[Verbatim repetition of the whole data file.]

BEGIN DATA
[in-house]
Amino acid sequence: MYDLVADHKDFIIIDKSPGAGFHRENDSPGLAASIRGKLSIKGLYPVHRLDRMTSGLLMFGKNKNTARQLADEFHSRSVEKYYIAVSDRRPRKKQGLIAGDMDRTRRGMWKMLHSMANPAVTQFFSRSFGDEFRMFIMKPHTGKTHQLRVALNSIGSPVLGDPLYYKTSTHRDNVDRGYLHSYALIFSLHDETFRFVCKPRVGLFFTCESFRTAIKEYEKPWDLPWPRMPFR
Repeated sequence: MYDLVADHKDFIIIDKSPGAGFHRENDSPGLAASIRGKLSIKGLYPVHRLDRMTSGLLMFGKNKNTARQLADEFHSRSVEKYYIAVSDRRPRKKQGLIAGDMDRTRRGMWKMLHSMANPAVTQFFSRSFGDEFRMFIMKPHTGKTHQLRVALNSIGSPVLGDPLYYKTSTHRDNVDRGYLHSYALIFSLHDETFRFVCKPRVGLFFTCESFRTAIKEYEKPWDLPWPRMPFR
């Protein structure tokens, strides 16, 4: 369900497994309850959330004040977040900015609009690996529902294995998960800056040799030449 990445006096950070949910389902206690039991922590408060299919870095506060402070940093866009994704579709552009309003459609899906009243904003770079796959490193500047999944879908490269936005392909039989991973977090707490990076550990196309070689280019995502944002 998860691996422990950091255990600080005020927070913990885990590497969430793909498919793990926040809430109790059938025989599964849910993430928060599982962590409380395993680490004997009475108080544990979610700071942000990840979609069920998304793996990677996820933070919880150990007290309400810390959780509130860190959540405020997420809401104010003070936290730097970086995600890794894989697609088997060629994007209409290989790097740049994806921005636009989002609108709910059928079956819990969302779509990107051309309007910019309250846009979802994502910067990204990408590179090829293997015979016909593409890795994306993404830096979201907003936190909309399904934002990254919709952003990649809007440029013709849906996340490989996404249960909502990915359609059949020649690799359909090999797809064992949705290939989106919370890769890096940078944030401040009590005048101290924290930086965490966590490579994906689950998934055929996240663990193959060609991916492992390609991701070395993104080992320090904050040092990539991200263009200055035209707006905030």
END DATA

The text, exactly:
[in-house]
Amino acid sequence: MYDLVADHKDFIIIDKSPGAGFHRENDSPGLAASIRGKLSIKGLYPVHRLDRMTSGLLMFGKNKNTARQLADEFHSRSVEKYYIAVSDRRPRKKQGLIAGDMDRTRRGMWKMLHSMANPAVTQFFSRSFGDEFRMFIMKPHTGKTHQLRVALNSIGSPVLGDPLYYKTSTHRDNVDRGYLHSYALIFSLHDETFRFVCKPRVGLFFTCESFRTAIKEYEKPWDLPWPRMPFR
Repeated sequence: MYDLVADHKDFIIIDKSPGAGFHRENDSPGLAASIRGKLSIKGLYPVHRLDRMTSGLLMFGKNKNTARQLADEFHSRSVEKYYIAVSDRRPRKKQGLIAGDMDRTRRGMWKMLHSMANPAVTQFFSRSFGDEFRMFIMKPHTGKTHQLRVALNSIGSPVLGDPLYYKTSTHRDNVDRGYLHSYALIFSLHDETFRFVCKPRVGLFFTCESFRTAIKEYEKPWDLPWPRMPFR
């Protein structure tokens, strides 16, 4: 369900497994309850959330004040977040900015609009690996529902294995998960800056040799030449 990445006096950070949910389902206690039991922590408060299919870095506060402070940093866009994704579709552009309003459609899906009243904003770079796959490193500047999944879908490269936005392909039989991973977090707490990076550990196309070689280019995502944002 998860691996422990950091255990600080005020927070913990885990590497969430793909498919793990926040809430109790059938025989599964849910993430928060599982962590409380395993680490004997009475108080544990979610700071942000990840979609069920998304793996990677996820933070919880150990007290309400810390959780509130860190959540405020997420809401104010003070936290730097970086995600890794894989697609088997060629994007209409290989790097740049994806921005636009989002609108709910059928079956819990969302779509990107051309309007910019309250846009979802994502910067990204990408590179090829293997015979016909593409890795994306993404830096979201907003936190909309399904934002990254919709952003990649809007440029013709849906996340490989996404249960909502990915359609059949020649690799359909090999797809064992949705290939989106919370890769890096940078944030401040009590005048101290924290930086965490966590490579994906689950998934055929996240663990193959060609991916492992390609991701070395993104080992320090904050040092990539991200263009200055035209707006905030």